Credentialism

Herman Cain has moved quickly to the lead dog position in the Republican presidential candidate polling, largely on the strength of his “9-9-9” plan for tax reform. This plan is definitely a step in the right direction, in terms of taxing consumption rather than income, but more importantly offers a candidate who is willing to talk about, and offers to change, the manifestly unfair tax system. The plan was apparently developed by his financial adviser, a Mr. Lowrie, who does not have a Ph.D. in economics. The press and other candidates are therefore ridiculing the plan on that basis, obviously because Ph.D. economists have been so successful in forecasting and managing the economy. Not. Credentialism is useless most of the time, but nowhere more than in economics, where an inbred group pats one another on the back while the world economies crash and burn under their advice. Mr Cain’s adviser’s lack of credentials is encouraging – it means he can have fresh ideas and, most importantly, some contact with reality. I think some of the other candidates, specifically Michelle Bachmann, have damaged themselves badly with their attacks on these ideas.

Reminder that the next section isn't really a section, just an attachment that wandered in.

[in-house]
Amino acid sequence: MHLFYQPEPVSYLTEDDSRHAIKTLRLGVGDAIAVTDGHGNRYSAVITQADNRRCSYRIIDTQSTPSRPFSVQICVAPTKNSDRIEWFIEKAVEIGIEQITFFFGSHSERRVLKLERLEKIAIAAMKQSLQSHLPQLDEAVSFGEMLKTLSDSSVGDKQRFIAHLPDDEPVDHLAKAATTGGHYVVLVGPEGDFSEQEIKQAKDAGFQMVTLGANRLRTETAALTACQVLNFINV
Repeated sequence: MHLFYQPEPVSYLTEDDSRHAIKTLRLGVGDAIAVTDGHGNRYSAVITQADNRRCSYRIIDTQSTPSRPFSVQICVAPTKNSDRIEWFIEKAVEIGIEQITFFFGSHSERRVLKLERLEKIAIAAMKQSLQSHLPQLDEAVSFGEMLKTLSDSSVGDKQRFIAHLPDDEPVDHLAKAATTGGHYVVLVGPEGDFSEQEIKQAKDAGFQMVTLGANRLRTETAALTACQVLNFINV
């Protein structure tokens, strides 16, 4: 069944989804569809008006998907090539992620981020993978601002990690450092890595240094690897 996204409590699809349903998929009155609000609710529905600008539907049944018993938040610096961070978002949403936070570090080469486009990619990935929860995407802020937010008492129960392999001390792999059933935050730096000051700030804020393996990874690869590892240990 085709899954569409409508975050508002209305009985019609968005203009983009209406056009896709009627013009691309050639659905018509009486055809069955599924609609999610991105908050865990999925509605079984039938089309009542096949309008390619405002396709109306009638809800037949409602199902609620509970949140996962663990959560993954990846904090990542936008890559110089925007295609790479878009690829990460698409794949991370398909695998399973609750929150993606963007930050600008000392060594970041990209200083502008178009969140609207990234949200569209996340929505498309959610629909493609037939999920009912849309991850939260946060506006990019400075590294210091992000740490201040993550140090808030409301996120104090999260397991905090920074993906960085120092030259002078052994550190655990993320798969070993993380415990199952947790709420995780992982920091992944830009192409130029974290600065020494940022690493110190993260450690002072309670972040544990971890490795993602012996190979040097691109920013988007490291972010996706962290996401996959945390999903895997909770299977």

Meanwhile the President seems to believe in the big lie, blaming Senate Republicans for the defeat of his “jobs” bill, a.k.a. Stimulus 3.27.6.1, when in fact it was defeated by inability of the majority party in the Senate, his own Democratic party, to muster enough votes in its favor. Well, at least the New York Times ran with the lie. He also points out that his bill is supported by “Independent economists who do this for a living.” Do what? Support jobs bills for a living? Sounds about right to me. Get serious, Mr President, make your own arguments, don’t lay it off on a bunch of folks with expensive credentials but no track record or credibility. He must have realized that this was pretty lame, because he led with his own idea, the race card. Puhleeze. I guess it was that or “it’s for the children.” Pathetic.

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